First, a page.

The most important thing "Laudato Si'" has done is turn the scientific, opaque and frightening climate change issue into something three dimensional and human. The simplicity of the language appeals directly to the moral center of a loving, complicated, chaotic yet broken humanity.
The Pope, by the way, is not bringing religion to the debate; he is simply acknowledging that the science is overwhelming and compelling, and given that, there is a moral obligation to act.
In a brilliant blend of distilled science and religious language, the pope has said what many of us have been saying for years: The whole Earth, our shared and increasingly degraded home, now cries out for our respect and reverence.
The Right predictably freaks out; India goes solar in a big way; PLUS: Trump is running for president. It's no hoax! But he thinks global warming is... All that and more in today's Green News Report!
With these simple words from his recent encyclical, Pope Francis has opened a new front in the debate over global warming and environmental degradation.
Democrats greeted it as a vindication of the science of climate change and of their party's policy proposals to address it (subscription). Some prominent Republicans -- such as GOP presidential hopeful Jeb Bush -- argued that a religious leader has no place in crafting policy.
ntil now, the dialogue about the environment has been framed mainly using political, scientific and economic language. Now, the language of faith enters the discussion -- clearly, decisively and systematically.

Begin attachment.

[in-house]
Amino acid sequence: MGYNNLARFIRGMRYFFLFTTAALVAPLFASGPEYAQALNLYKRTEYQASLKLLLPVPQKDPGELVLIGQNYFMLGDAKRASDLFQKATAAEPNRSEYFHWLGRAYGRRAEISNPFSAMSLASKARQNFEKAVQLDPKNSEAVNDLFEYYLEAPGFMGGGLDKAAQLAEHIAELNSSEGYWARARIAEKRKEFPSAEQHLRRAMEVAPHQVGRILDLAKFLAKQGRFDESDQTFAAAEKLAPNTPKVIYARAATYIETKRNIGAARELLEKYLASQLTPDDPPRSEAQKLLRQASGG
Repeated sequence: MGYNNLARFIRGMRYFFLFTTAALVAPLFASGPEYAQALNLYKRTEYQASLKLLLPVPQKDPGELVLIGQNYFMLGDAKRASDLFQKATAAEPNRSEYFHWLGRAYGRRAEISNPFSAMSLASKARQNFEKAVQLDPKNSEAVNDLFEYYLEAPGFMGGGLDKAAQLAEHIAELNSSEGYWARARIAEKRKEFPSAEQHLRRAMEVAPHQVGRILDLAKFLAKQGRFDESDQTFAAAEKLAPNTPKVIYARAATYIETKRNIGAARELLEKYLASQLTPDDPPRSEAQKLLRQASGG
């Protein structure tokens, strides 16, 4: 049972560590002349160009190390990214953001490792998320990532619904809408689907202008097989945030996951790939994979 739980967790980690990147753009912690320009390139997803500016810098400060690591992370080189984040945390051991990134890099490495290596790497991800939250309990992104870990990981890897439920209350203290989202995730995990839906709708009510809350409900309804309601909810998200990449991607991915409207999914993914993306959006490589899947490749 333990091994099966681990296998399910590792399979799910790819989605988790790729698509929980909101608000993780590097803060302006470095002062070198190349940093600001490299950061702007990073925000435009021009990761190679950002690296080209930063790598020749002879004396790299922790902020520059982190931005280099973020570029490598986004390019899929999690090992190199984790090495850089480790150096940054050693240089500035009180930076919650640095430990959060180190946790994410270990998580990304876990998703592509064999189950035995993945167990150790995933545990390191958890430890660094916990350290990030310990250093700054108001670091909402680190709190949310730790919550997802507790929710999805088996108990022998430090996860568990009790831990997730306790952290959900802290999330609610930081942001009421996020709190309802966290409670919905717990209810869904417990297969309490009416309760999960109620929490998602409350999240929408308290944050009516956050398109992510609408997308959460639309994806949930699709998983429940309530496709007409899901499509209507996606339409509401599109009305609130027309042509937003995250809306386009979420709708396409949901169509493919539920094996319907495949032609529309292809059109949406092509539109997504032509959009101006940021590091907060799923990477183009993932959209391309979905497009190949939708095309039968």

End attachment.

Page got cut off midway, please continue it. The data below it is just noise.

ROME -- Pope Francis' encyclical letter is a dire warning on the disastrous state of "our common home."
Today, Pope Francis officially released his encyclical, "Laudato Si ("Be Praised"), On the Care of Our Common Home," calling on "every person living on this planet" to urgently address climate change, reduce the use of fossil fuels, and transition to clean energy.
Without expanded access to modern methods of contraception, maternal and infant mortality rates in the developing world will remain unacceptably high, and many women and their families will never escape from poverty.
Despite 21 years of disappointments and near misses, I see reason for great optimism that the world's 193-nations might just agree to meaningful, measurable reductions of carbon pollution.
This week and next, I'm going to explore two rather nerdy economic concepts. Not because I am an economist, but because I believe understanding these two ideas could be key to a better, healthier, fairer society.
I was eager to speak with Dr. Schmidt because of his passion for communicating climate science to public audiences on top of his work as a climatologist. Schmidt is a co-founder and active blogger at Real Climate and was also awarded the inaugural Climate Communications Prize, by the American Geophysical Union (AGU) in 2011.
With the publication today of Laudato Si' (Praised Be), already the most widely-read papal encyclical in church history, Pope Francis eviscerated every false choice in today's tired environmental debate, beginning with the notion that the ecological crisis pits people against nature.
The world's water challenges are technical, economic, political, and social issues, but the Vatican Encyclical reminds us that ultimately they are ethical and moral issues as well.
Through the encyclical on the environment, Pope Francis is reminding the world truths which are self-evident -- that the world we share isn't ruled or owned by anyone and that our time on this planet is limited.